|The happy confusion of the commercial fishing terminal in Port McNeill|
|Boats rafted up together in the marina|
By now, those of you who follow our blog regularly have figured out that we were on the fast track through British Columbia. We hadn’t stayed more than one night anywhere since leaving Prince Rupert, but we spent the weekend at Port McNeill. We hadn’t done any real boat maintenance since leaving Sitka and some tasks were due. We were also hoping the foggy weather pattern we’d been experiencing over the last several days would break up.
When we left Port McNeill, it was overcast, and we did enter a fog bank as we re-crossed Queen Charlotte Strait; however, the fog was short lived.
We anchored in Shoal Harbour our first night in the Broughtons, a former
logging area with some cabins still scattered around it. The next day, we saw
another sign of home as we passed a piece of the old 520 floating bridge that
had been brought up from Washington to build the breakwater at Echo Bay. The
breakwater also houses the store and fuel dock.
Bypassing Echo Bay, we stopped
for the night in Kwatsi Bay, a family run operation with dock space, showers,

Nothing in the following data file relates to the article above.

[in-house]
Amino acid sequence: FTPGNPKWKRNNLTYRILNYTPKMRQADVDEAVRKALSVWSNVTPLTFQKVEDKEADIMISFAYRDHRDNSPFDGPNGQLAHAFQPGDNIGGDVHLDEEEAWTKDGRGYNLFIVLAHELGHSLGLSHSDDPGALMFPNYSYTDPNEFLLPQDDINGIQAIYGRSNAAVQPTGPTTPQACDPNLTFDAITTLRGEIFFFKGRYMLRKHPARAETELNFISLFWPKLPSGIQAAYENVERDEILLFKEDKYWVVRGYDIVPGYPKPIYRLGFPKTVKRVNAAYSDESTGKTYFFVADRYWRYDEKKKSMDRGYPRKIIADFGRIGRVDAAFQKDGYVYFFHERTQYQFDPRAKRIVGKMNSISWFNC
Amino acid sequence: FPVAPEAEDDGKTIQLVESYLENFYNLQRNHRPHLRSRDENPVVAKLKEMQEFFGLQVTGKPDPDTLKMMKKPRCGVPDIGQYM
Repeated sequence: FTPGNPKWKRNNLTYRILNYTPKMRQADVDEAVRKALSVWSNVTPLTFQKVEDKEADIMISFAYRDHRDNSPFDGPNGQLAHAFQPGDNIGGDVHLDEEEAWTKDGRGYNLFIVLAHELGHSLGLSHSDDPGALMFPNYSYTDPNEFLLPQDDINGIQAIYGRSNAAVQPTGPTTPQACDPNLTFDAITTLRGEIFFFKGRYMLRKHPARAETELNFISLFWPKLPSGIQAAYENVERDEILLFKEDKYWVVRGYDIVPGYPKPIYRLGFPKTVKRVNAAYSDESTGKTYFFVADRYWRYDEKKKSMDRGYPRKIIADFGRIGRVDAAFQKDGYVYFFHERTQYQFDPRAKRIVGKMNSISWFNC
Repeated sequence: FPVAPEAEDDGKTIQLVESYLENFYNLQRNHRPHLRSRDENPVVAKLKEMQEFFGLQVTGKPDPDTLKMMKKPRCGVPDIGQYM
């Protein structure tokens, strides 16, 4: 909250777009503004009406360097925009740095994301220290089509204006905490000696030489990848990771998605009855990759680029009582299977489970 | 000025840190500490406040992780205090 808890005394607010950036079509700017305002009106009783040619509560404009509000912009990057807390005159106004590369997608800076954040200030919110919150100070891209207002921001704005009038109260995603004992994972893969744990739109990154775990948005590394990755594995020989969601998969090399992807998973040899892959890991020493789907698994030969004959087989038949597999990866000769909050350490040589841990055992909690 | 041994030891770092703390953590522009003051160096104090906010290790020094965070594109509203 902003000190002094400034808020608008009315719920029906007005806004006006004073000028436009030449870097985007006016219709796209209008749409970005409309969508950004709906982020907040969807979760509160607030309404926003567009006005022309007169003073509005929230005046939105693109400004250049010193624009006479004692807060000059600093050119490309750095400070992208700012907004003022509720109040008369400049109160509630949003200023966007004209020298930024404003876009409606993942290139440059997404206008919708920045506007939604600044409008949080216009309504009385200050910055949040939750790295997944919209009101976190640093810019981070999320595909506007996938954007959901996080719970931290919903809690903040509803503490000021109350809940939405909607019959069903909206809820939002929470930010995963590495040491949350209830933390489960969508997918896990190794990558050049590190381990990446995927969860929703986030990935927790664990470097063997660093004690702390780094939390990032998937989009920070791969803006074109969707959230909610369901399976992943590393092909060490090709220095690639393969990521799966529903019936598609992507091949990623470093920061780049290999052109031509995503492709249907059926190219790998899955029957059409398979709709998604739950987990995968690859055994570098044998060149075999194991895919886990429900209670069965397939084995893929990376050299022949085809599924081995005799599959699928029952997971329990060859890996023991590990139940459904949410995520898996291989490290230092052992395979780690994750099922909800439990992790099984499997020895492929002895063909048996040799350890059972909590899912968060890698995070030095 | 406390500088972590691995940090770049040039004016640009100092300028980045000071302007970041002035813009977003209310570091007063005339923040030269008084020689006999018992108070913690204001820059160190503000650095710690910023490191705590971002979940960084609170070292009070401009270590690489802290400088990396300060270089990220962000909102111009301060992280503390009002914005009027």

and local crafts for sale. The hosts, Max and Anca (who hails from Holland),
cultivate a family feeling by hosting potlucks at the dock several nights a
week. Boaters seem to return year after year and many of them know each other.
Patrick has been there several times before, and it is a place I would happily
|Mother and chick: I'm not sure what species these were|
|First Nation Longhouse|
|A piece of home in Echo Bay|
|Colorful rock wall at the entrance to Kwatsi Bay|
|A heron stalks the dock looking for prey in Kwatsi Bay|
Leaving Kwatsi Bay the next morning, we were joined by a school of Pacific white-sided dolphins. They stayed with us for a good 45 minutes, bow riding, leaping out of the water, and even swimming upside down before the boat! I was standing on the bow taking pictures, and after a while, some of the dolphin seemed to become curious about what I was doing, as they rolled over on their side and looked at me looking at them.
|A Pacific white-sided dolphin coming to join the boat|
|These two dolphin appear to be a mother and calf|
|A mother and calf ride the bow together, as seen through the water|
|I don't know who is more curious|
We traveled the narrow Chatham Channel to Knight Inlet. You never know what you might see in channels along the Inside Passage either. You might see floathouses collapsing: